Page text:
While cracking is possible in practice when assembly processing is not maintained properly, the more important aspect is maintaining dimensional stability across the entire package. Conductor and stacking features in 2.5D and 3D packages are extremely small, and the thermo-mechanical stress experienced during assembly creates appreciable deformation at material interfaces in the packaging. The result can be poor bonding between bumps, TSVs, and fanout routing which would create a risk of failure.

During operation, the potential for thermal-induced failure arises for the same reasons as seen in standard printed circuit boards and HDI circuit boards:

  • Repeated thermal cycling between extreme temperatures
  • Large CTE mismatches at material interfaces
  • One material exceeding its Tg value and creating excessive stress

Electromigration failure

The number of traces in a package/substrate required to connect 10 chiplets together could be in the 10's of thousands. When packing those interconnects into a small space, there will be much higher current density in conductors, to the point that electromigration becomes more likely during operation. In some packaging, the current density may reach close to maximum current density limits per design rules.

Electromigration is described by the well-known black equation, which hints at a thermal runaway effect from. The mean time to failure (MTTF) for an interconnect given its current density is:

The most common occurrence of electromigration in packaging or substrates is in the inter-chiplet interconnect, either in 2D or 3D. This generates heat that increases electromigration (reduces MTTF), resulting in further depletion of the conductor, which then produces more heat through resistive heating. Right at the interface between the trace and chiplet is a solder bump; this is a potential site for electromigration accumulation and thus failure of the attached conductor.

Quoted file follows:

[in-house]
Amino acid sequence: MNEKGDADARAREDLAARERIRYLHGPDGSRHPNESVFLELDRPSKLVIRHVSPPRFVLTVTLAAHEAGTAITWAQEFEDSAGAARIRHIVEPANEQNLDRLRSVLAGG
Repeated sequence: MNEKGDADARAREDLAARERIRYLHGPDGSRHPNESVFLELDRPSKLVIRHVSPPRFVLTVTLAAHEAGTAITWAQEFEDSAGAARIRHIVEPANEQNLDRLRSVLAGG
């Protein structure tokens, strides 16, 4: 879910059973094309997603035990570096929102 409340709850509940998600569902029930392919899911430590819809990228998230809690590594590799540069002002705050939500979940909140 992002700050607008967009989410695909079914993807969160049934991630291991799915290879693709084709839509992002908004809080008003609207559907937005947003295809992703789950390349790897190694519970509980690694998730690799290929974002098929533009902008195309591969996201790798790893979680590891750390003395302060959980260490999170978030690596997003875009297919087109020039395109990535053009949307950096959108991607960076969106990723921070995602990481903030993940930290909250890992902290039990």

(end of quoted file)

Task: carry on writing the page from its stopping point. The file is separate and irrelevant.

From PDK to ADK

The semiconductor industry, most notably foundries, are known to provide process development kits (PDKs) that specify design rules in a standard EDA file format. Once imported into a design environment, this eliminates much of the guesswork surrounding DFM. Advanced packaging requires something different: an assembly development kit (ADK), which specifies the assembly-driven design rules for a package designer.

Unfortunately for many design teams, there has not been enough collaboration between foundries, OSATs, and EDA vendors to promulgate ADKs. With the level of customization still required for chiplet layout and substrate/package design, there is still not a clear workflow for the development of ADKs. It is also unclear who is responsible for leading the way in ADK development. Should it be the EDA vendors, foundries, or OSATs? This is still an open question that can help the industry address the reliability challenges mentioned above.

To contact the author of this article, email GlobalSpecEditors@globalspec.com